James Cameron’s Avatar is his first film since 1997’s Titanic, and Avatar looks like it’s actually going to top that monster ship as far as revenue goes.  Reportedly, with PR expenses, Avatar costs somewhere between 250 and 500 million dollars and one would think with that kind of investment, Cameron and corporation would have come up with a better script and a more substantial film.  Avatar is riddled with the same level of asinine dialogue that sunk Cameron’s cruise ship, a plot that blatantly echoes Dances with Wolves, hopelessly two-dimensional, stereotyped cardboard villains, and a mixed bag of CGI visuals which often look like Gil Kane comic characters turned into blue rubber toys amidst a computer game version of a Franz Marc rain forest.

Still from Avatar (2009)
opens in the distant future on the planet Pandora.  A paraplegic named Jake (Sam Worthington, the latest wooden hunk) is a volunteer on Pandora’s Earthling military base.  The native Pandorans justifiably mistrust the “Sky People” who want to strip-mine their lush world to save a dying Earth.  So, the Sky People have an ingenious plot to infiltrate the Pandorans by linking human consciousness into a Pandoran avatar.  All-American swell guy Jake seems the perfect volunteer, as he is promised his lost legs back.  So, Jake gets turned into a twelve foot blue native.  The problem is that the Sky People need pesky “green” scientists to help them and, naturally those lovers of the land are going to throw a monkey wrench into Operation Pandora.

Predictably, once Jake interacts with the natives, he bonds with them and even falls in love with their princess Neytiri (Zoe Saldana, playing Pocahontas, in all but name.  She even saves Jake from her Father/King).  Just like in Dances with Wolves, ironically, it is the white guy Jake, transformed into a Pandoran, who becomes the greatest native of all. Jake’s indigenous rival warrior is, of course, of the hot-headed variety: he initially dislikes the white warrior, loses his girlfriend to Jake, sees the light and valiantly dies for his rival and the bigger cause.  Shades of a dozen Tarzan movies abound.  So much for cultural imperialism.  Scientist Sigourney Weaver, in yet another variation of her Ripley character from Cameron’s Aliens, initially mistrusts Jake but eventually teams with him to save the planet and she too becomes a martyr.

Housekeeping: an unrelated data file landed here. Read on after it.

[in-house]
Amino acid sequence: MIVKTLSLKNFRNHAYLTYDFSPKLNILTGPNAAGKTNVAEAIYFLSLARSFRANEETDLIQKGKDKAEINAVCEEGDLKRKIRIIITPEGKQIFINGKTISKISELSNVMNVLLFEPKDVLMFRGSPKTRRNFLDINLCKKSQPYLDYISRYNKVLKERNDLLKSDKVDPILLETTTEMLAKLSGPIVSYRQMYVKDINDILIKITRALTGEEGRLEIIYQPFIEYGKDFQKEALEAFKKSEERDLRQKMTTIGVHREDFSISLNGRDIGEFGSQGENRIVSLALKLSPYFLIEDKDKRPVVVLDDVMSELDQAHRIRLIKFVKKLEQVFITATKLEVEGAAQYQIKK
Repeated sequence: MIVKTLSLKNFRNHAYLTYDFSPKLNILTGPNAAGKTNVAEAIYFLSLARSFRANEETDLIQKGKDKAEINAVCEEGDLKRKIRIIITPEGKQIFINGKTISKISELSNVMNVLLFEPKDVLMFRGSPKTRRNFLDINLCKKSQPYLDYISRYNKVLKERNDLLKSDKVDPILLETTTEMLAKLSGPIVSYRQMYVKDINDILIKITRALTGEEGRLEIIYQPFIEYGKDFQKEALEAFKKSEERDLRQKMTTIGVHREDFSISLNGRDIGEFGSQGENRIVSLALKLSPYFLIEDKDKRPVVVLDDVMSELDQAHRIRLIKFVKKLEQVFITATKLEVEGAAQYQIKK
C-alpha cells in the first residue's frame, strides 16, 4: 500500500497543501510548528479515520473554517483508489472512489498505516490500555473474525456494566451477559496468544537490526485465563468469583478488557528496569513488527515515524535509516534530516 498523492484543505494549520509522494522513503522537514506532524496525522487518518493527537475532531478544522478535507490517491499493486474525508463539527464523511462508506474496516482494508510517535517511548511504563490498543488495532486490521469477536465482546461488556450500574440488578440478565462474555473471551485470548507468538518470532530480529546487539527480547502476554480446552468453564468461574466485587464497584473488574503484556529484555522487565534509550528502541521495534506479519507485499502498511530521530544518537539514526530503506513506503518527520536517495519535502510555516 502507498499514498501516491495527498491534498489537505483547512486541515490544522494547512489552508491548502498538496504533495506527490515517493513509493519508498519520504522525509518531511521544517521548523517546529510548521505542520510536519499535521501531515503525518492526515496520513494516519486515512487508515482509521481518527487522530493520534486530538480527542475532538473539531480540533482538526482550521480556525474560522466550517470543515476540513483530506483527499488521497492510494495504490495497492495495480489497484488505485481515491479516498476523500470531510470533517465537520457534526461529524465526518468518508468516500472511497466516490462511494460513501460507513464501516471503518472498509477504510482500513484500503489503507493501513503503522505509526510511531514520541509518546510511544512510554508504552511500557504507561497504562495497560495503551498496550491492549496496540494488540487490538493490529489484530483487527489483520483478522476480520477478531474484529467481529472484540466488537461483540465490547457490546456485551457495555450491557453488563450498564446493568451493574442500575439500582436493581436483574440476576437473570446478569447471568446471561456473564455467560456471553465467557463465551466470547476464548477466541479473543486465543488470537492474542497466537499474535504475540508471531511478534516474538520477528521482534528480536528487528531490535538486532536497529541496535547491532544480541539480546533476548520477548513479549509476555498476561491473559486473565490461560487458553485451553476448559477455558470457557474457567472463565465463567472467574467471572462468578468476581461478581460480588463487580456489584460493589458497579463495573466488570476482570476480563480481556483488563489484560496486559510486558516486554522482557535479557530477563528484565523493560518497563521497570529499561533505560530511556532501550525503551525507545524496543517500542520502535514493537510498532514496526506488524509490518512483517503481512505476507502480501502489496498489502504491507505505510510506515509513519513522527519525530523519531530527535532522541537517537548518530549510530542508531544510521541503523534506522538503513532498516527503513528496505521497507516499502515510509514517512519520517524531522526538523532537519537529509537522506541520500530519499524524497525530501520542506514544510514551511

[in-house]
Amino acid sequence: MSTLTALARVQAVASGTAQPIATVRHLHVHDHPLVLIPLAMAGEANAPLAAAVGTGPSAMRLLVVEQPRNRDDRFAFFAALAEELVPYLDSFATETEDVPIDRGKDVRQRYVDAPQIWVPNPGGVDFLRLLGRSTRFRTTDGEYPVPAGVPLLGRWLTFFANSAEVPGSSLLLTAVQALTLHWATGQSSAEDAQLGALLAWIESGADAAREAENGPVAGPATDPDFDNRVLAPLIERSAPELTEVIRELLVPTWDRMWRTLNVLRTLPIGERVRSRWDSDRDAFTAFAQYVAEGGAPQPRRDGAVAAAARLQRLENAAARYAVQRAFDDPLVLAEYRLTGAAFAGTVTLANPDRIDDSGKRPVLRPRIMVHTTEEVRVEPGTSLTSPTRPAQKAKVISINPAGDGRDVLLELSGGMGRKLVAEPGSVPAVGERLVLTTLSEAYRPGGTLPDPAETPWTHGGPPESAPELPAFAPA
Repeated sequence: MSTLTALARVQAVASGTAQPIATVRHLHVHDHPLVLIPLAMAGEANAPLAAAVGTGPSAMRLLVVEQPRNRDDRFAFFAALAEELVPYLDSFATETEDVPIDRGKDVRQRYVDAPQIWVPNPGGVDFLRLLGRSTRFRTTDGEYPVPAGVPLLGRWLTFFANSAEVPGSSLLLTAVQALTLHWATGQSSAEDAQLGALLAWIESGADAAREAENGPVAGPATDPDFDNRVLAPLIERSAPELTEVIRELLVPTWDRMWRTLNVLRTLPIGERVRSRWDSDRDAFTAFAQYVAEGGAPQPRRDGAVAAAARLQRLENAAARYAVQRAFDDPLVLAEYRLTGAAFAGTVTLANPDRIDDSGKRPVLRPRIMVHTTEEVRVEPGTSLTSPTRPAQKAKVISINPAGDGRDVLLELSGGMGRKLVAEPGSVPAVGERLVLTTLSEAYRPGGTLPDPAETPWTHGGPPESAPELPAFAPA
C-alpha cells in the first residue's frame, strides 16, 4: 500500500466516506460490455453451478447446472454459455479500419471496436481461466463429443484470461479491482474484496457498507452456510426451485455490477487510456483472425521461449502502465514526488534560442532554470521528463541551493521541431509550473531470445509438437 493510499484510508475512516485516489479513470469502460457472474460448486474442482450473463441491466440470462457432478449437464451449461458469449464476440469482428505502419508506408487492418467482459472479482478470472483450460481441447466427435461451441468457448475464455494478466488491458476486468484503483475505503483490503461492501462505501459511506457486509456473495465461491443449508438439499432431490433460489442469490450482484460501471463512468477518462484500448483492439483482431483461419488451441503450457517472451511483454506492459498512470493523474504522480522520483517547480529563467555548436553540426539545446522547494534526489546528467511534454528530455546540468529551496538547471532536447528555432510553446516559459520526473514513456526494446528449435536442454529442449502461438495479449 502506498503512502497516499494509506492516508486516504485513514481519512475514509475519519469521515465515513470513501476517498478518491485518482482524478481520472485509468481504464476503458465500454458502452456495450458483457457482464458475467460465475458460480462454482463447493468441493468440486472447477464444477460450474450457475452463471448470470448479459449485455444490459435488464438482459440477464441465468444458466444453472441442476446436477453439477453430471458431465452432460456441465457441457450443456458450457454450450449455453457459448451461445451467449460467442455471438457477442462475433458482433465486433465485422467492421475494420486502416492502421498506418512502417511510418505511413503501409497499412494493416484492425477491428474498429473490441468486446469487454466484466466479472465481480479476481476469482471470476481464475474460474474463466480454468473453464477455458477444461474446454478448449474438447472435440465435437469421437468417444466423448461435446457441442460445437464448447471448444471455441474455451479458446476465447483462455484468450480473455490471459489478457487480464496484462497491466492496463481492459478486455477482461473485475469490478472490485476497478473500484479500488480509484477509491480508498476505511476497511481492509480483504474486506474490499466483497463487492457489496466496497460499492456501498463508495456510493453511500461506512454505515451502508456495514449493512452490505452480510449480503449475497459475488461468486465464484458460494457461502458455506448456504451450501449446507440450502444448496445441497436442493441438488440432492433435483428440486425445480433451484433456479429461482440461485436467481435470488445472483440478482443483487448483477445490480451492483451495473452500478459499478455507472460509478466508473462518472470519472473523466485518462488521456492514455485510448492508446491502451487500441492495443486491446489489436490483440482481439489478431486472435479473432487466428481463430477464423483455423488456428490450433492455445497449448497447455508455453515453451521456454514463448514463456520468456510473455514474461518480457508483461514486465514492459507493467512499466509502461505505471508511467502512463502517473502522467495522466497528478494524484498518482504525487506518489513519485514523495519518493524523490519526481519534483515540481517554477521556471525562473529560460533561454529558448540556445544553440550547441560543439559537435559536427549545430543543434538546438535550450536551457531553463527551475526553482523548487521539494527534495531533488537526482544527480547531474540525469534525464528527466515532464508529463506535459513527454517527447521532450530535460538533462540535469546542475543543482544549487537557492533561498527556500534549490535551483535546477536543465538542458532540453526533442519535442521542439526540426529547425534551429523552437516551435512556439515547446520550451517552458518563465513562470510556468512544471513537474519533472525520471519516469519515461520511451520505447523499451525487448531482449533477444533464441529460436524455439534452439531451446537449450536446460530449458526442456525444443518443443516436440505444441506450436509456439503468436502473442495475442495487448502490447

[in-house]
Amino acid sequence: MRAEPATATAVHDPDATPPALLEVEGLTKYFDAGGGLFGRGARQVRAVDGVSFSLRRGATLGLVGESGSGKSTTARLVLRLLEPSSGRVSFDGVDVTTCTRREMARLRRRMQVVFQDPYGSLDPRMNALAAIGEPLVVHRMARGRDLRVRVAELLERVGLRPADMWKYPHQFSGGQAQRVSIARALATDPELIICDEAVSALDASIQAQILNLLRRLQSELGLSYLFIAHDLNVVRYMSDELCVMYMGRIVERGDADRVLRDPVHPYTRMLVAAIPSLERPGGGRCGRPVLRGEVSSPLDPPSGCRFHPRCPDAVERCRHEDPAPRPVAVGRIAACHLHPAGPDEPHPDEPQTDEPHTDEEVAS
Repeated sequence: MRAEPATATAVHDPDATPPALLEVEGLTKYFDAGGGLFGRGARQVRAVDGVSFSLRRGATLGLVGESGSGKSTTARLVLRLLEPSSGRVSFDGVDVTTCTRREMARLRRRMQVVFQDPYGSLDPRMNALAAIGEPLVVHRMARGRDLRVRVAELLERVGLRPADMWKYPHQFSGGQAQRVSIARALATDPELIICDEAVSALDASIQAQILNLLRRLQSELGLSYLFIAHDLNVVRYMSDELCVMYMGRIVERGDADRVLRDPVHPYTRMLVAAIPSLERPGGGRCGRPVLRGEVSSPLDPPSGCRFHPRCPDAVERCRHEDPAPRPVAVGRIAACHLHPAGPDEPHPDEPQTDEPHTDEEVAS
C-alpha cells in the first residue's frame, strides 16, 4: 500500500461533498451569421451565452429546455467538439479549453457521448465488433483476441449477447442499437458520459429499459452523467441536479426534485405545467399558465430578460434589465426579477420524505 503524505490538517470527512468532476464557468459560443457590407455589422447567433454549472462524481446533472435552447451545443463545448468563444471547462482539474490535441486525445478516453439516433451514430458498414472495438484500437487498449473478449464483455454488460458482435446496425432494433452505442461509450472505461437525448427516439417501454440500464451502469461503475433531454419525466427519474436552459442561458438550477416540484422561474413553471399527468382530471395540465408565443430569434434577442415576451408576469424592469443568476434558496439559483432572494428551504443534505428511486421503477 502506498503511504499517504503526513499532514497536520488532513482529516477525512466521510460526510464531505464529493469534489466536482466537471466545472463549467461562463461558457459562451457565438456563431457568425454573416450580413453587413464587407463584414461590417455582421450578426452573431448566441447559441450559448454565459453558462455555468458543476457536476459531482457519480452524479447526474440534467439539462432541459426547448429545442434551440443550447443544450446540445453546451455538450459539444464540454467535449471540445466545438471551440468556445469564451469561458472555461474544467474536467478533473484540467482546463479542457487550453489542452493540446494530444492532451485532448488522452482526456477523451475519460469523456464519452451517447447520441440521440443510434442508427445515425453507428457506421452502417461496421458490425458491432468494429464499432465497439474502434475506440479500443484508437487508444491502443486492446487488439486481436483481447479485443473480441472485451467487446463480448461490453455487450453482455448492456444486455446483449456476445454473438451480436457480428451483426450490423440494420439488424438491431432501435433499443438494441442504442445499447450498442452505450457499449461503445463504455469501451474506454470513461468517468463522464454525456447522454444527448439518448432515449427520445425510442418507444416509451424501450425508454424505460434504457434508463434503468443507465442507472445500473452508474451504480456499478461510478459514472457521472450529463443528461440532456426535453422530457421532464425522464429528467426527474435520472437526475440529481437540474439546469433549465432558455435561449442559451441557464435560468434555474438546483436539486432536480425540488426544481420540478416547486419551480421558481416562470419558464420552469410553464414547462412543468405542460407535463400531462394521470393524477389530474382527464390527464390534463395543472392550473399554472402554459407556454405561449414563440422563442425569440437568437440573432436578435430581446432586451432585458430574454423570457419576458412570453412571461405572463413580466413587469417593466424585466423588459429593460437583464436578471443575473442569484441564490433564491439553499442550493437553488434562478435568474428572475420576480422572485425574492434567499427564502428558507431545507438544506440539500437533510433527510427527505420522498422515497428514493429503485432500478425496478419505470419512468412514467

Saddled with Cameron’s pedestrian writing and direction, Stephen Lang, as the bad guy Marine Colonel, employs every sophomoric military villain cliché from the last fifty years.  He even uses racial slurs: “Find out what the blue monkeys want” he tells Jake, through grit teeth, in his best gravelly marine voice.  One could easily substitute “gooks” or “redskins” for “blue monkeys.”  Unfortunately, that performance parallels the film’s attempts to obviously promote  its “progressive ecological theology.”  Rarely, if ever, do “villains” believe they are in the wrong and, more often than not, raping of the land, through forced military occupation, is brought about by misguided intentions, human error, taking the quicker “end justifies the means” route rather than absolute in-the-know wrongdoing.  The film’s message would have been much better served if it had expressed the cause and effect of ignorance and simplistic fast food-type solutions, rather than outright evil.